New Author Earnings Report out!

Interesting times, interesting results. After two and half years of constant growth, this time we see the first contraction for indie market share. Trad Pub’s big five showed a very slight gain in unit sales, but most of the market share went to Amazon’s own publishing arm, and a smaller amount to uncategorized single-author publishers (mostly indies).

On gross revenues, most of the lost market share went to small and medium publishers, with a smaller amount to amazon Pub.

Having the what, we’re left to speculate on the why, and how. Causes may include, but are not limited to: Amazon’s Kindle first program, pushing their own new releases; Bookbub’s increasing percentage of big and medium press slots as opposed to indies (and increased price raising the barrier to the fewer slots left); Amazon’s new promoted/sponsored search ads; consolidation of indies into small pubs; the stars being in the right configuration for C’thulu to rise from dead R’lyeh; other factors unknown at this time.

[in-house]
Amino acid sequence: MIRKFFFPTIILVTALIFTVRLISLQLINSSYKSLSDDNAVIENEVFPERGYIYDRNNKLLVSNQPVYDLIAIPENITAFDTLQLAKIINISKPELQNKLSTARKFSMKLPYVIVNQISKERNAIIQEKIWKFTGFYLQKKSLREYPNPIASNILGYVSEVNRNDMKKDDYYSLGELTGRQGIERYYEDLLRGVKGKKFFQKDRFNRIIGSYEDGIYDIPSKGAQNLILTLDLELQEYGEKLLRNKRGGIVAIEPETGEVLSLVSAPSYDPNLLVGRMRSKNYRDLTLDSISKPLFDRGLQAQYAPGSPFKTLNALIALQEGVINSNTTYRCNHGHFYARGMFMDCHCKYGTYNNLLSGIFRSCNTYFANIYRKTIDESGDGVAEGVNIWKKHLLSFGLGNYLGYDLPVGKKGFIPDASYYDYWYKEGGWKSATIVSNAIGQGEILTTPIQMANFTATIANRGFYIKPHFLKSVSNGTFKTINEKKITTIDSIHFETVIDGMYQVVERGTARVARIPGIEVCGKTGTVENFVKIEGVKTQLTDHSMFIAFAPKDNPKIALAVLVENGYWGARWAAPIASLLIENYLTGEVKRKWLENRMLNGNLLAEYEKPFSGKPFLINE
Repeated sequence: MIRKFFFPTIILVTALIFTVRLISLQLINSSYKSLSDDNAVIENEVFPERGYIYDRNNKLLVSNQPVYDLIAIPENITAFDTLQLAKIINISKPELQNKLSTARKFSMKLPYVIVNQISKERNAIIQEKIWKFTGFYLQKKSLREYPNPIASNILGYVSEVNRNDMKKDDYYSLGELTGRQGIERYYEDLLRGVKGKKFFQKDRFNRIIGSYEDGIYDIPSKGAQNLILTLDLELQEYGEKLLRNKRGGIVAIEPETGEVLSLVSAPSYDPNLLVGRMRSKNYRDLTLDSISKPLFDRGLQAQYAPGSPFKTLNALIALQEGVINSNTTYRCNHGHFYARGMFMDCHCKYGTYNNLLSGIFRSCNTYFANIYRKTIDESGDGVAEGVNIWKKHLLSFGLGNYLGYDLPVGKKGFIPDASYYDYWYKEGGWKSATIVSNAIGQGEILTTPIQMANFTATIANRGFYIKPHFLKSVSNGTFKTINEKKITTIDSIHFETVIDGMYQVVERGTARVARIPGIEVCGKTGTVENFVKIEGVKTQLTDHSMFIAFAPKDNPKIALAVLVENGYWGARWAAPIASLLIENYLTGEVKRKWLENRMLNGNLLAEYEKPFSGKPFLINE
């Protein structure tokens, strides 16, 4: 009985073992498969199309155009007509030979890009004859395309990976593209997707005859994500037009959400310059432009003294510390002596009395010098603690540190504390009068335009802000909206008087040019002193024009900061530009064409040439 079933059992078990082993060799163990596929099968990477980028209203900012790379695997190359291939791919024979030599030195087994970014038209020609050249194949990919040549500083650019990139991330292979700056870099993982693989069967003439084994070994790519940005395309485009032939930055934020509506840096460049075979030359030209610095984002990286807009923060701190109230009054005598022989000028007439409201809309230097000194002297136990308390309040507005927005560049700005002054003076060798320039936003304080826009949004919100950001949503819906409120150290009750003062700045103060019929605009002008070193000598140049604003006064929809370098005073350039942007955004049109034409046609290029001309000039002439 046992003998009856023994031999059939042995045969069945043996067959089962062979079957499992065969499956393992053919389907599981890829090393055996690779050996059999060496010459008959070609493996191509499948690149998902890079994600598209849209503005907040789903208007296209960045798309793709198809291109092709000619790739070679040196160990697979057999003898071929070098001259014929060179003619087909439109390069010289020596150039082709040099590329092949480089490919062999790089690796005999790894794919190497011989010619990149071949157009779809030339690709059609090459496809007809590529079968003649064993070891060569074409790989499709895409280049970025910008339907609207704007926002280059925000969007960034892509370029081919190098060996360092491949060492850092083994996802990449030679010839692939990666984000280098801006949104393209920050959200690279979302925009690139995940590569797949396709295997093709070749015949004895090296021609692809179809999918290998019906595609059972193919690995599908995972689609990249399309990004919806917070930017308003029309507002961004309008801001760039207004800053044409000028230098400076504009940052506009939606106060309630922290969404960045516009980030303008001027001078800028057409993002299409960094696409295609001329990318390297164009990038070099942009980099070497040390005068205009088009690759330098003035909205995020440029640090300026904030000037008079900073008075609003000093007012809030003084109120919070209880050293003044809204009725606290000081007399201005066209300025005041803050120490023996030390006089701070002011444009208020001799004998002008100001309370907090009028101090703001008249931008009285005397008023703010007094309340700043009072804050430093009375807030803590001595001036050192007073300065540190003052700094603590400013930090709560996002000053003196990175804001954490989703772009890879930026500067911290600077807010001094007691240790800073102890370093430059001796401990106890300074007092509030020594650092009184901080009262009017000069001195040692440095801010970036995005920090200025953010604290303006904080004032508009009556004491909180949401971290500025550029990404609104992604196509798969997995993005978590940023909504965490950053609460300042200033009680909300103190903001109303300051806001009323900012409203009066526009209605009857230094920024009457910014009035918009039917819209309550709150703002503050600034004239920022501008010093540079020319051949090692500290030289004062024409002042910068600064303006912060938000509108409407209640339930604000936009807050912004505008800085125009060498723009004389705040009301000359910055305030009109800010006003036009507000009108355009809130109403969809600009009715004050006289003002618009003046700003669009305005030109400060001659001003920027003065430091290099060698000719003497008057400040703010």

From a personal perspective, we put out the last book with a small publisher. After negotiating on contract terms, I have to say I was very pleased both with the contract, and their abiding by it. It’s been a relief to have someone else handle the formatting, cover art, even the back end on creating an audiobook edition, while Peter and I were concentrating on surgical clearances, surgery, and recovery. Brings The Lightning has done very well for a western – while not selling as well as his popular military scifi, it has done a lot better than we expected for a genre that’s been declared “dead” for years. There will be more!